How Grads Should Prioritize Their Debt Repayment

Getting adjusted to a post-college lifestyle and accompanying expenses can be tough enough, but recent grads burdened with heavy debt may have a much harder time getting a strong start in the real world.

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A recent study from Fidelity shows that 70% of the class of 2013 is graduating with an average debt load of $35,200, including federal, state and private loans, as well as debt owed to family and accumulated through credit cards.

What’s more, even with the coverage of the rising costs of college and challenges of student debt, 50% of 2013 graduates with student loans still say they are surprised by how much debt they have accumulated.

Recent grads are in the early stages of building up a credit history, a crucial time to eliminate debt and establish good financial habits that will last a lifetime, says Steven Smith, CEO of Finicity, maker of money management program Mvelopes.

“Credit history is critical when renting an apartment, applying for utilities, cable TV or even a cell phone plan,” he says. “Everywhere we turn, our personal credit history is being verified in order to access basic services, so it’s critical we behave in such a way that helps us establish and maintain a positive credit history.”

When faced with different kinds of debt, account balances and interest rates, here’s what financial experts say to consider when prioritizing debt repayment.

Where to Start

Creating a budget where every single dollar is assigned to a specific spending category can help grads stick to those boundaries, suggests Smith, as the commitment to live within their means will make or break someone’s debt repayment.

Grads should consider their short and long-term goals when devising a debt repayment strategy, adds Tim Sabol, an Ameriprise Financial advisor.

“Younger people often have a laundry list of financial goals they would like to consider focusing on, but they still want to pay down their debt aggressively,” he says.

If cash flow is an issue, grads may need to create more breathing room within the monthly budget in addition to emergency savings as savings is a fundamental part of overcoming the debt cycle, Smith says.

“Once you pay off one debt, consider taking that payment amount and open up a savings account where you can start building an emergency fund--having that extra cash set aside will not only help you emotionally, but it will also give you that extra cash support in case something unexpected comes up.”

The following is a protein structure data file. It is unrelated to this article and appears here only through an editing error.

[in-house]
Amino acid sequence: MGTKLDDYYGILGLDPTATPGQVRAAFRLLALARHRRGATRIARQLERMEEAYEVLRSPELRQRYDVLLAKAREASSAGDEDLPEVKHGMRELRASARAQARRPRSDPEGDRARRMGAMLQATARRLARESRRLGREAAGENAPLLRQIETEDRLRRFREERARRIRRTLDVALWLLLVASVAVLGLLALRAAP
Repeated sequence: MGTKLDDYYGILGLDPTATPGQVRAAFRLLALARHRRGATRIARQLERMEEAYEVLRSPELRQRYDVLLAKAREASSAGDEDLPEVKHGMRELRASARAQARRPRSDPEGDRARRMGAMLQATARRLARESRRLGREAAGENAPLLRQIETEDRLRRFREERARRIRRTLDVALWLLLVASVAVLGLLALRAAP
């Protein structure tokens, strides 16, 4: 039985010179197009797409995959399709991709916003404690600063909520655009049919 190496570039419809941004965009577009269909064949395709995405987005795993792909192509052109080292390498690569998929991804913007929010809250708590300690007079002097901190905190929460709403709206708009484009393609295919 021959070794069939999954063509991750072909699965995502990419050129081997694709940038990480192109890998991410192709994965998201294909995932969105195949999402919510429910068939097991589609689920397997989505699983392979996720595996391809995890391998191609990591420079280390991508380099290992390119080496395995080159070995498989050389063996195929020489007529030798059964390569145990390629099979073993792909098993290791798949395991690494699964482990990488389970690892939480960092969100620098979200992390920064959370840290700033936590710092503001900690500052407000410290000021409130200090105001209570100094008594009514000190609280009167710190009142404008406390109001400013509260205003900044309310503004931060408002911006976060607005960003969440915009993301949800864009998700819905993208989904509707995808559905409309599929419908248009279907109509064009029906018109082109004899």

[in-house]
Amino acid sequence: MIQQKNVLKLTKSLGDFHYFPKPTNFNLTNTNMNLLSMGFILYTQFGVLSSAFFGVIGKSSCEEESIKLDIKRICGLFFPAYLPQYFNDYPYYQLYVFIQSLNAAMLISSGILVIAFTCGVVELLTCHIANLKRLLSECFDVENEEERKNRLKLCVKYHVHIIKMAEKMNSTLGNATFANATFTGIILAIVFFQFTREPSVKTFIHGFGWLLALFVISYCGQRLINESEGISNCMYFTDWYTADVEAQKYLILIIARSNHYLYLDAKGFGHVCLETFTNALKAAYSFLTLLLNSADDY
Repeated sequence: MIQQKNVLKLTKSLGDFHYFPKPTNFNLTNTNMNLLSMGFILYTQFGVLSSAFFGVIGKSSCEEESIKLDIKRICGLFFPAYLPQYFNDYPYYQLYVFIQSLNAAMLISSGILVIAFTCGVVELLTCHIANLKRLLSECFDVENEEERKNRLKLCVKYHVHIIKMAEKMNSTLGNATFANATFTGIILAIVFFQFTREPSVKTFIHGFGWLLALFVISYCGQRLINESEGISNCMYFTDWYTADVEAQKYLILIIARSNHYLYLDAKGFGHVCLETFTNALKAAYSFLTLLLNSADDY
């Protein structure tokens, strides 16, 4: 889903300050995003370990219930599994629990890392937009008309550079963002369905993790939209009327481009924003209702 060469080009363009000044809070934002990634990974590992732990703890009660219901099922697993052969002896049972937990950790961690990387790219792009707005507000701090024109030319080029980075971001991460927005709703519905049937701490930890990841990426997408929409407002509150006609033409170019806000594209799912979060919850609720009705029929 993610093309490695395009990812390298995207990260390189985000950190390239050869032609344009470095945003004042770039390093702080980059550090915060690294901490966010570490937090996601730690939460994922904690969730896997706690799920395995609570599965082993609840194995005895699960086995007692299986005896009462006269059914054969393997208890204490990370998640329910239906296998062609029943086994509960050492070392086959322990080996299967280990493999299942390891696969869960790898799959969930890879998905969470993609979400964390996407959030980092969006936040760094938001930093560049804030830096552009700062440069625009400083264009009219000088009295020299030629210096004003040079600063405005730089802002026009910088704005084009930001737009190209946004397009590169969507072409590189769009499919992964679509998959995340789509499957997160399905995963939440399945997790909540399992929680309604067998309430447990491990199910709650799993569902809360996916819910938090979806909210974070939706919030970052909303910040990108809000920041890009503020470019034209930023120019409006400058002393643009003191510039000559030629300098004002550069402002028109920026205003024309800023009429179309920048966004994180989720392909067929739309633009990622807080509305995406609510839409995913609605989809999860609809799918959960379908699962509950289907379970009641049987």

How to Decide Which Debt to Pay Off First

If grads have a variety of debt, such as credit card debt and student loans, it’s crucial to first review debt interest rates, says Sabol.

“Typically the plan should center around the [balance] with the highest rate first, with minimum payments to all the other balances,” he says.

Private student loans should be a high priority, as they are often subject to variable interest rates and can increase since they are tied directly to an index.

“Unlike with federal student loans, private loans carry a much steeper penalty for missed payments and defaulting on your private student loan will almost immediately impact the credit history,” says Smith.

Although federal student interest rates can range from 3% to 6.8% which are lower than most other forms of consumer debt, student loan balances also tend to be higher than a typical credit card bill or car loan and is the only type of debt that, in most cases, cannot be dismissed even though bankruptcy, Smith explains.

“In order to pay the least in the long run, you should stick to your original payment option, plus pay extra if possible,” he says.

Paying Small vs. Large Balances

When looking at debt repayment in terms of small versus large balances, the experts say it’s important for grads to consider their personal finance habits and what motivates them.

Knocking out smaller debts as quickly as possible through what is termed as the “debt snowball” technique can be beneficial if grads are looking to see results quickly and feel encouraged from early success in debt reduction, says Yen-Sheng Lee, associate professor of Finance at Bellevue University.

“This tactic motivates you to stick with the debt reduction progression, but the drawback is that you will not save as much interest as possible when the account with the smallest balance is not the one with the lowest interest rate,” he says.

No matter how grads decide to tackle debt, it’s important to continue the commitment to repay all obligations in a timely fashion and with purpose, says Smith.

“Once one debt is eliminated, instead of absorbing that payment amount into the monthly cash flow, it should be reassigned to the next debt payment, and then to the next one.”